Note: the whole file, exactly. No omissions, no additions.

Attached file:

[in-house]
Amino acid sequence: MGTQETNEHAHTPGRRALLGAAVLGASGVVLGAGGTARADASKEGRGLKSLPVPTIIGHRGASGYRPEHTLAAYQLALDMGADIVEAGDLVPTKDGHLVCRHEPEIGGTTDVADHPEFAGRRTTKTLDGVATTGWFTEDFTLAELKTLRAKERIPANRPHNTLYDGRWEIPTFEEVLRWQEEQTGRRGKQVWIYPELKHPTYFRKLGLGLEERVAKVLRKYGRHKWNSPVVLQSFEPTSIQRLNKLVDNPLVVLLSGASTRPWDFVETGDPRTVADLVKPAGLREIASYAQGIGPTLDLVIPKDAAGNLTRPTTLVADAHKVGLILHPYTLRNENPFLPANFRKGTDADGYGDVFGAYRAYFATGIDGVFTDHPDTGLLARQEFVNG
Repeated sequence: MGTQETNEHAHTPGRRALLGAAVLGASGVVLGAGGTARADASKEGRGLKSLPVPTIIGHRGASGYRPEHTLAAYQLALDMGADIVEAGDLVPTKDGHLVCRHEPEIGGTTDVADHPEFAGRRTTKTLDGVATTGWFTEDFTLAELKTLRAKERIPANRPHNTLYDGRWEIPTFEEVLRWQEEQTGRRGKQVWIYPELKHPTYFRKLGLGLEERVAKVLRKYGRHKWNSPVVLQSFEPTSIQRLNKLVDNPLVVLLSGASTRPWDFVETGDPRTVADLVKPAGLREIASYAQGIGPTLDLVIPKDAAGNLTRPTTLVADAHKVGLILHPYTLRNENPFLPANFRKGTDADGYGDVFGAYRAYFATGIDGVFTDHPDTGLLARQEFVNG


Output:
[in-house]
Amino acid sequence: MGTQETNEHAHTPGRRALLGAAVLGASGVVLGAGGTARADASKEGRGLKSLPVPTIIGHRGASGYRPEHTLAAYQLALDMGADIVEAGDLVPTKDGHLVCRHEPEIGGTTDVADHPEFAGRRTTKTLDGVATTGWFTEDFTLAELKTLRAKERIPANRPHNTLYDGRWEIPTFEEVLRWQEEQTGRRGKQVWIYPELKHPTYFRKLGLGLEERVAKVLRKYGRHKWNSPVVLQSFEPTSIQRLNKLVDNPLVVLLSGASTRPWDFVETGDPRTVADLVKPAGLREIASYAQGIGPTLDLVIPKDAAGNLTRPTTLVADAHKVGLILHPYTLRNENPFLPANFRKGTDADGYGDVFGAYRAYFATGIDGVFTDHPDTGLLARQEFVNG
Repeated sequence: MGTQETNEHAHTPGRRALLGAAVLGASGVVLGAGGTARADASKEGRGLKSLPVPTIIGHRGASGYRPEHTLAAYQLALDMGADIVEAGDLVPTKDGHLVCRHEPEIGGTTDVADHPEFAGRRTTKTLDGVATTGWFTEDFTLAELKTLRAKERIPANRPHNTLYDGRWEIPTFEEVLRWQEEQTGRRGKQVWIYPELKHPTYFRKLGLGLEERVAKVLRKYGRHKWNSPVVLQSFEPTSIQRLNKLVDNPLVVLLSGASTRPWDFVETGDPRTVADLVKPAGLREIASYAQGIGPTLDLVIPKDAAGNLTRPTTLVADAHKVGLILHPYTLRNENPFLPANFRKGTDADGYGDVFGAYRAYFATGIDGVFTDHPDTGLLARQEFVNG